0 - 12 Weeks

Is your baby smiling on purpose?

Baby looking up at their mother

Between 2 and 4 months of age, your baby might start smiling as a social gesture. Previous reflexive smiles were random and disappeared quickly, but social smiles last longer and are generally in response to something—your face, a voice, or an exciting image. You can often see your baby’s eyes and entire face light up when they smile, sometimes with accompanying noises and gestures.

Your baby’s first intentional smile is considered the beginning of your social relationship 😊 Your baby smiles to communicate with you. They may be saying, ‘Hello!’ or ‘I like what’s happening’ or ‘Play with me.’ Social smiling helps teach your baby to recognize that their actions can cause a reaction. This is the very earliest form of empathy.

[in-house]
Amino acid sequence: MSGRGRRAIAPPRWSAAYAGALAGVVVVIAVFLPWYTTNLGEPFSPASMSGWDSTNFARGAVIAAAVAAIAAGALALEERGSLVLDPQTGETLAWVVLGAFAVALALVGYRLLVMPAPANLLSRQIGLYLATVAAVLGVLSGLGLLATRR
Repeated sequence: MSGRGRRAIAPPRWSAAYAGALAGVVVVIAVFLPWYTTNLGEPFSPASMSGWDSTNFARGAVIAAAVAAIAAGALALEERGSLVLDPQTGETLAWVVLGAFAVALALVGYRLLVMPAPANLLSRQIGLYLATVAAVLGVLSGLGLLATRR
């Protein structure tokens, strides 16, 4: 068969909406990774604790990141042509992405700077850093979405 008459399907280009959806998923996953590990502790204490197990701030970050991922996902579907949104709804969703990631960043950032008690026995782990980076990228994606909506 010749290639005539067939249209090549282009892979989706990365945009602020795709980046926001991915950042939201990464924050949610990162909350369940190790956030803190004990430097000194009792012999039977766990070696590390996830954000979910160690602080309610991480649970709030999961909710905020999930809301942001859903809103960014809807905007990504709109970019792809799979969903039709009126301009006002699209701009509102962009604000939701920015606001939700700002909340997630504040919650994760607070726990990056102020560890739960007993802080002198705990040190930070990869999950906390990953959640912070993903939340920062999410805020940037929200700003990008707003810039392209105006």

How to encourage more social smiles

Once you notice your baby start smiling deliberately, you can encourage them to keep doing it ❤️ Here are some tips:

  1. Try to make frequent eye contact and smile at your baby. Even if they’ve given you a social smile already, don’t expect them to consistently smile back at you. They won’t be able to imitate you for a few more months, but the early face-to-face time lets them study the way your expressions change and how you communicate. Smiling and eye contact can be stimulating for them so they may not meet your gaze for very long (or even at all).
  2. If your baby is upset or irritable, avoid trying to coax a smile to change their mood. Instead, comfort them by holding them close and validating their feelings. 
  3. If you make a funny sound and your baby smiles, you can say, ‘That silly sound made you smile! Should I do it again?’ Repeat it until they lose interest or start to squirm. Then it’s best to take a break, as social interactions can quickly become overwhelming.
  4. If you haven’t seen signs of intentional smiles by 4 months of age, talk to your child’s pediatrician.


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Posted in: 0 - 12 Weeks, 3 - 4 Months, Empathy, Lovevery App, Bonding, Communication, Social Emotional, Milestones, Child Development

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